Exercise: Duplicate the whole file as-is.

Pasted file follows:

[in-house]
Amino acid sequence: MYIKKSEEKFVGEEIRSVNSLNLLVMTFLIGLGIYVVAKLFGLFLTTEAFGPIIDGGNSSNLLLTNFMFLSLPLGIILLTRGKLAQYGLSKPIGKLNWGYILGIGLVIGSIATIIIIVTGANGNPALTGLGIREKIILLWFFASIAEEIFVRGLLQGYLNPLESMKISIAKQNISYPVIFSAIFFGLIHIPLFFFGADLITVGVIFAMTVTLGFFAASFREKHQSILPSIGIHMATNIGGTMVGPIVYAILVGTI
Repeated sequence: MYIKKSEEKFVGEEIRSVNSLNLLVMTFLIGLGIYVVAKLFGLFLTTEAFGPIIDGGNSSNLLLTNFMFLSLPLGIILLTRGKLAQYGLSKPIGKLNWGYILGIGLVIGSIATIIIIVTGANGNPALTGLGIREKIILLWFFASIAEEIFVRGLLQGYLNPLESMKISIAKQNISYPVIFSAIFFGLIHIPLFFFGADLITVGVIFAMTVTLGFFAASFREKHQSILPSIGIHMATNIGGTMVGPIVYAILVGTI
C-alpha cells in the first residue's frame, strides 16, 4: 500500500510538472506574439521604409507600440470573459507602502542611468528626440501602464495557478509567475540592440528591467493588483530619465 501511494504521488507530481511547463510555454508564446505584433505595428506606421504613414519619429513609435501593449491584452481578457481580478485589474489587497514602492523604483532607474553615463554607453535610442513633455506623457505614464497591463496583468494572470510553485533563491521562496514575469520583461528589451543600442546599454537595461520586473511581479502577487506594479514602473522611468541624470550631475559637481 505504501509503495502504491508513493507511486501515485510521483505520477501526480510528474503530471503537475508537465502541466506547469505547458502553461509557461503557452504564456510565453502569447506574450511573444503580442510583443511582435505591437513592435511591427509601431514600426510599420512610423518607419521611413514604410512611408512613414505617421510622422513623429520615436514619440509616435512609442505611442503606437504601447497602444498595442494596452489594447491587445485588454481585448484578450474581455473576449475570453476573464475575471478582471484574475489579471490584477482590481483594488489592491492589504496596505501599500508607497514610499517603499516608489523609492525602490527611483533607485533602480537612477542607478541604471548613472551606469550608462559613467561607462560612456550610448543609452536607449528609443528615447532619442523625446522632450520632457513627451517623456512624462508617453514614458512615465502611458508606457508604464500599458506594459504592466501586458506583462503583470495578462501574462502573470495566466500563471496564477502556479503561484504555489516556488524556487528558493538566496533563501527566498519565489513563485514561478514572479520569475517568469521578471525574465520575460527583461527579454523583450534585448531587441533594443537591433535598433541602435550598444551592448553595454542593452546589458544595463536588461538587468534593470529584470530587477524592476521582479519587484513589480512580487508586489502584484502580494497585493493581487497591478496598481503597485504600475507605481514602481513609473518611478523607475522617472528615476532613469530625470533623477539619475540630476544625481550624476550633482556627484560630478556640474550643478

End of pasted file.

[in-house]
Amino acid sequence: MYIKKSEEKFVGEEIRSVNSLNLLVMTFLIGLGIYVVAKLFGLFLTTEAFGPIIDGGNSSNLLLTNFMFLSLPLGIILLTRGKLAQYGLSKPIGKLNWGYILGIGLVIGSIATIIIIVTGANGNPALTGLGIREKIILLWFFASIAEEIFVRGLLQGYLNPLESMKISIAKQNISYPVIFSAIFFGLIHIPLFFFGADLITVGVIFAMTVTLGFFAASFREKHQSILPSIGIHMATNIGGTMVGPIVYAILVGTI
Repeated sequence: MYIKKSEEKFVGEEIRSVNSLNLLVMTFLIGLGIYVVAKLFGLFLTTEAFGPIIDGGNSSNLLLTNFMFLSLPLGIILLTRGKLAQYGLSKPIGKLNWGYILGIGLVIGSIATIIIIVTGANGNPALTGLGIREKIILLWFFASIAEEIFVRGLLQGYLNPLESMKISIAKQNISYPVIFSAIFFGLIHIPLFFFGADLITVGVIFAMTVTLGFFAASFREKHQSILPSIGIHMATNIGGTMVGPIVYAILVGTI
C-alpha cells in the first residue's frame, strides 16, 4: 500500500510538472506574439521604409507600440470573459507602502542611468528626440501602464495557478509567475540592440528591467493588483530619465 501511494504521488507530481511547463510555454508564446505584433505595428506606421504613414519619429513609435501593449491584452481578457481580478485589474489587497514602492523604483532607474553615463554607453535610442513633455506623457505614464497591463496583468494572470510553485533563491521562496514575469520583461528589451543600442546599454537595461520586473511581479502577487506594479514602473522611468541624470550631475559637481 505504501509503495502504491508513493507511486501515485510521483505520477501526480510528474503530471503537475508537465502541466506547469505547458502553461509557461503557452504564456510565453502569447506574450511573444503580442510583443511582435505591437513592435511591427509601431514600426510599420512610423518607419521611413514604410512611408512613414505617421510622422513623429520615436514619440509616435512609442505611442503606437504601447497602444498595442494596452489594447491587445485588454481585448484578450474581455473576449475570453476573464475575471478582471484574475489579471490584477482590481483594488489592491492589504496596505501599500508607497514610499517603499516608489523609492525602490527611483533607485533602480537612477542607478541604471548613472551606469550608462559613467561607462560612456550610448543609452536607449528609443528615447532619442523625446522632450520632457513627451517623456512624462508617453514614458512615465502611458508606457508604464500599458506594459504592466501586458506583462503583470495578462501574462502573470495566466500563471496564477502556479503561484504555489516556488524556487528558493538566496533563501527566498519565489513563485514561478514572479520569475517568469521578471525574465520575460527583461527579454523583450534585448531587441533594443537591433535598433541602435550598444551592448553595454542593452546589458544595463536588461538587468534593470529584470530587477524592476521582479519587484513589480512580487508586489502584484502580494497585493493581487497591478496598481503597485504600475507605481514602481513609473518611478523607475522617472528615476532613469530625470533623477539619475540630476544625481550624476550633482556627484560630478556640474550643478